Judgment Enforcement Options
Published 15 Oct 2013
Adrian O'Dea, Lara Piercy
Judgment Enforcement Options
If you have received a Court judgment for a specific monetary sum in your favour, the judgment debtor usually has 28 days in which to pay to you the judgment debt.
In the event that payment of the judgment debt is not made, you may need to take steps to enforce the judgment against the judgment debtor (noting that in New South Wales you usually have 12 years to enforce the judgment against the judgment debtor).
Methods of enforcement which you might choose to pursue include the following:
a) Examination notice
You may choose to serve an examination notice on the judgment debtor requiring the judgment debtor to answer questions regarding his or her financial circumstances and provide copies of specified documents. The examination notice must specify the period (at least 28 days) within which the information is to be provided to the judgment creditor.
b) Examination order
If the judgment debtor fails to provide sufficient answers or documents specified in the examination notice, then the judgment creditor may choose to make an application to the Court for an examination order directing the judgment debtor to attend the nearest Court to their residence for examination under oath as to his or her financial capacity to satisfy the judgment debt. An examination order must be served on the judgment debtor at least 14 days before the day on which he or she is required to attend for examination. An examination order often can have the effect of prompting the judgment debtor to satisfy the judgment debt or to arrange for payment. If a judgment debtor fails to make arrangements for examination with the Court within 14 days, the judgment creditor might then apply for a warrant to be issued (additional fees are payable in relation to taking such steps).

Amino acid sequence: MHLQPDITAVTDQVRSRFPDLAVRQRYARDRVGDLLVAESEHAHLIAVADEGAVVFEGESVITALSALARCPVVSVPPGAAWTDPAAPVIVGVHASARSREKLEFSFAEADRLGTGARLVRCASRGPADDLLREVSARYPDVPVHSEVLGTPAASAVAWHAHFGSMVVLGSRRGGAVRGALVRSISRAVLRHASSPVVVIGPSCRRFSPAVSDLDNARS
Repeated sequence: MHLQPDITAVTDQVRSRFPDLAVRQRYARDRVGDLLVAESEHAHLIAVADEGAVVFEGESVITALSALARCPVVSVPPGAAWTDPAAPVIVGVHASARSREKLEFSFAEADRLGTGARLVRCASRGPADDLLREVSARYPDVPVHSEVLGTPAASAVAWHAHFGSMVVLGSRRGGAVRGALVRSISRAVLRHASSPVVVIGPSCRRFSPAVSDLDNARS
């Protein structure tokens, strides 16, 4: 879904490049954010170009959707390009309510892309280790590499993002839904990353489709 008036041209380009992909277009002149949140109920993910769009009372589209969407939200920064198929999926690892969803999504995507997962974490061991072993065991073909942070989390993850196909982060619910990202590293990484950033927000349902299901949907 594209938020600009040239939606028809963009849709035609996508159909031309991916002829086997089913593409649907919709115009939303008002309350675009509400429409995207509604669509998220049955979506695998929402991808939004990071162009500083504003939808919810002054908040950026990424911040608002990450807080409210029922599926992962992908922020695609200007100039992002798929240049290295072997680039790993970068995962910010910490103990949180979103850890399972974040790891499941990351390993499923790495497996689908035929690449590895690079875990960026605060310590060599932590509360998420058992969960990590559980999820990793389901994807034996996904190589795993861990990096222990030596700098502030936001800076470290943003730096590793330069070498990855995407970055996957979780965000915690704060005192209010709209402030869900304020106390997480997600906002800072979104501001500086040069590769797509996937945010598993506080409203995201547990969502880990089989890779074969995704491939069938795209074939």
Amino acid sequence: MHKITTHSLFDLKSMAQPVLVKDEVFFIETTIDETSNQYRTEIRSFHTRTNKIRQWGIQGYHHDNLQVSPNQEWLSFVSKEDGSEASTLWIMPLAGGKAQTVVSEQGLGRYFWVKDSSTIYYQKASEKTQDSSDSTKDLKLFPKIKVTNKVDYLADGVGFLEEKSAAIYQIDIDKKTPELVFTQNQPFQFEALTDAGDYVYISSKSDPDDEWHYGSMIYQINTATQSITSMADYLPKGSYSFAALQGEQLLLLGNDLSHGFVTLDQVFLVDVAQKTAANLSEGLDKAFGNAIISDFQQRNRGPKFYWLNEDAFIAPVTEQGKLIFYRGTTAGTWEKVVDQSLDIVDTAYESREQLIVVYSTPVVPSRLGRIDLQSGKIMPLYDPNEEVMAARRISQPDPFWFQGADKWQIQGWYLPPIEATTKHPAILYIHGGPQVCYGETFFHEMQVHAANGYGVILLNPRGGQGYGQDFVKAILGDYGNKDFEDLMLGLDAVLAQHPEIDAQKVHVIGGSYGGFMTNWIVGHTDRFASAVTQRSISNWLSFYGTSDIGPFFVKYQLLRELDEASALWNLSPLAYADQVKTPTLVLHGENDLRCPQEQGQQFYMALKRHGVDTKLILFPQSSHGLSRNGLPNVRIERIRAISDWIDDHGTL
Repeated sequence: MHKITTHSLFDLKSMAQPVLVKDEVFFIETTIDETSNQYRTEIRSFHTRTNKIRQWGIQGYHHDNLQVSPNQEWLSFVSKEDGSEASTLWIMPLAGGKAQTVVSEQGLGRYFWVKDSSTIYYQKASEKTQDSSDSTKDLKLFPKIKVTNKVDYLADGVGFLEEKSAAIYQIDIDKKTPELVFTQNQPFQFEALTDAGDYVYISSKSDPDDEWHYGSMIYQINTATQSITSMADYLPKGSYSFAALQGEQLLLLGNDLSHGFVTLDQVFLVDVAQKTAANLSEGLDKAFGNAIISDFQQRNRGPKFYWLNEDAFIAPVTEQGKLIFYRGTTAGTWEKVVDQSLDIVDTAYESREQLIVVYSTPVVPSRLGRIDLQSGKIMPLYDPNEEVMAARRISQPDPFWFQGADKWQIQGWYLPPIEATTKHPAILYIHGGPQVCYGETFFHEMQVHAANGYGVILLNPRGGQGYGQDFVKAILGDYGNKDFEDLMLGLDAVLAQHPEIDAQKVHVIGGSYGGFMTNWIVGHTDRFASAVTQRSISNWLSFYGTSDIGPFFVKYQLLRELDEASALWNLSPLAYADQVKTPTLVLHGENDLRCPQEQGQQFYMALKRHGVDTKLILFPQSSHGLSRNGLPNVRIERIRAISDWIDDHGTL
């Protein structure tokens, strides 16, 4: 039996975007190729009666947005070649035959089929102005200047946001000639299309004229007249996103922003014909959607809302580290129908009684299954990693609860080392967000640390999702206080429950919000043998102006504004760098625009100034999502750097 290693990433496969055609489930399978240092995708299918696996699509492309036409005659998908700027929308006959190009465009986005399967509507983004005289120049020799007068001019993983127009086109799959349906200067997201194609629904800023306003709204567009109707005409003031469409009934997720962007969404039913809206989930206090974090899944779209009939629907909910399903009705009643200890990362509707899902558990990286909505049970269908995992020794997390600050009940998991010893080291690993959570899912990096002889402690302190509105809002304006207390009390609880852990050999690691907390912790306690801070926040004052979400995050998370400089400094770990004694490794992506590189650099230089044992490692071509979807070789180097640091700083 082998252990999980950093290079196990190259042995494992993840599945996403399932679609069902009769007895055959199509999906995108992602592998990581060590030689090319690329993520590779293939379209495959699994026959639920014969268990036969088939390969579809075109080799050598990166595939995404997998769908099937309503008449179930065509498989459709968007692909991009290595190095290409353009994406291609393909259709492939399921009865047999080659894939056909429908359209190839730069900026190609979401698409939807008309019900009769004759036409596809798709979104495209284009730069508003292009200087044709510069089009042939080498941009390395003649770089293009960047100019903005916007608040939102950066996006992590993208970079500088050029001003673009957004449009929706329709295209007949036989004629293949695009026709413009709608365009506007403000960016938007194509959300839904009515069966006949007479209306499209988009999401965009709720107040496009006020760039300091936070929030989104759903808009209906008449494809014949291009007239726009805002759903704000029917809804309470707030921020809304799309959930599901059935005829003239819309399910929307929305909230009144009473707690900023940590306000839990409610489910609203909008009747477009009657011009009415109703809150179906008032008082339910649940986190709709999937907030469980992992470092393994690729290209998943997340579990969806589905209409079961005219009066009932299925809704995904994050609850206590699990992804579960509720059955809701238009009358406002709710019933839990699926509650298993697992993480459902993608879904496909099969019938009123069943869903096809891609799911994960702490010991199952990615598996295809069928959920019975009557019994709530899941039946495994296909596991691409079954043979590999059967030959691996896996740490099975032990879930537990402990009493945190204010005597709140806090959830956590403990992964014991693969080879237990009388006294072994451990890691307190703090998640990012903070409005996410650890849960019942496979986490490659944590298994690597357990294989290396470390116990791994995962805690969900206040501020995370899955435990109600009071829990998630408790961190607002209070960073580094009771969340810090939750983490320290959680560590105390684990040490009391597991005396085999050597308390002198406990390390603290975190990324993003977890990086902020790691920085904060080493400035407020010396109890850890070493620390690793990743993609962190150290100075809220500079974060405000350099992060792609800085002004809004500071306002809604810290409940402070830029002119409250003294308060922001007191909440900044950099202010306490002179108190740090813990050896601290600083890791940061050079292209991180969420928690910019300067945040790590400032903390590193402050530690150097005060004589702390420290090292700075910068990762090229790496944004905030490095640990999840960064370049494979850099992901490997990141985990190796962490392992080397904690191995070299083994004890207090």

c) Writ of execution of property
A writ of execution authorises and directs the Sheriff's Office to attend the judgment debtor's address and seize property owned by the judgment debtor and sell it at a public auction. A filing fee is payable to file a writ of execution and you will also be liable to the Court for any fees and disbursements properly incurred by the Sheriff in executing or attempting to execute the writ of execution. A writ of execution is valid for 12 months from the date of issue. The Sheriff's Office provides a written report in relation to the attempts made to execute a writ.
d) Writ for possession of property
In appropriate circumstances, a notice of motion seeking a writ for possession of property is filed seeking to take possession of real property (ie a house or land) and to ultimately sell the property in order to satisfy the judgment debt. A writ for possession of property should only be utilised when a writ of execution against personal property will not raise sufficient funds to meet the judgment debt. The Court will usually avoid issuing a writ for possession of property if there are other means by which the judgment debtor can satisfy the debt, such as by paying the debt by instalments. Given the nature and significant consequences (and expenses) associated with executing a writ against real property, a number of procedural steps must be fulfilled prior to the real property being sold by the sheriff.
e) Garnishee orders